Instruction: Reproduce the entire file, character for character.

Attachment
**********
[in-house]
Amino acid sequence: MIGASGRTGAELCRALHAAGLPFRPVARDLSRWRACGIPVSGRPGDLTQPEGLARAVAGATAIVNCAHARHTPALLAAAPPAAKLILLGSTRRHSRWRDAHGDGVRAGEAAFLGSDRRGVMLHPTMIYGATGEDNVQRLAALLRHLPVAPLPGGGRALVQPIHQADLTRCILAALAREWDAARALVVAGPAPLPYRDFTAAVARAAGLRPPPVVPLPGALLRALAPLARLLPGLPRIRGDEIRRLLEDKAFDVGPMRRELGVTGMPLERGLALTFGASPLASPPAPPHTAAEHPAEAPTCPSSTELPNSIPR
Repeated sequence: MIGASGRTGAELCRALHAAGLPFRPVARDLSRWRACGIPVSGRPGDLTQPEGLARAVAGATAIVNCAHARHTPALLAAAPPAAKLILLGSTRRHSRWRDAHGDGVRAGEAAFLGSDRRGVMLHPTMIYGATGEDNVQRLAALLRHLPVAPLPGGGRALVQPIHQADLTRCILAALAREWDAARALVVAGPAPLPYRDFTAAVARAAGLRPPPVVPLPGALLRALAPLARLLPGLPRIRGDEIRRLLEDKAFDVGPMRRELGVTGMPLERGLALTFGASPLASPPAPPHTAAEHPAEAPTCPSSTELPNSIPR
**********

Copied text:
[in-house]
Amino acid sequence: MIGASGRTGAELCRALHAAGLPFRPVARDLSRWRACGIPVSGRPGDLTQPEGLARAVAGATAIVNCAHARHTPALLAAAPPAAKLILLGSTRRHSRWRDAHGDGVRAGEAAFLGSDRRGVMLHPTMIYGATGEDNVQRLAALLRHLPVAPLPGGGRALVQPIHQADLTRCILAALAREWDAARALVVAGPAPLPYRDFTAAVARAAGLRPPPVVPLPGALLRALAPLARLLPGLPRIRGDEIRRLLEDKAFDVGPMRRELGVTGMPLERGLALTFGASPLASPPAPPHTAAEHPAEAPTCPSSTELPNSIPR
Repeated sequence: MIGASGRTGAELCRALHAAGLPFRPVARDLSRWRACGIPVSGRPGDLTQPEGLARAVAGATAIVNCAHARHTPALLAAAPPAAKLILLGSTRRHSRWRDAHGDGVRAGEAAFLGSDRRGVMLHPTMIYGATGEDNVQRLAALLRHLPVAPLPGGGRALVQPIHQADLTRCILAALAREWDAARALVVAGPAPLPYRDFTAAVARAAGLRPPPVVPLPGALLRALAPLARLLPGLPRIRGDEIRRLLEDKAFDVGPMRRELGVTGMPLERGLALTFGASPLASPPAPPHTAAEHPAEAPTCPSSTELPNSIPR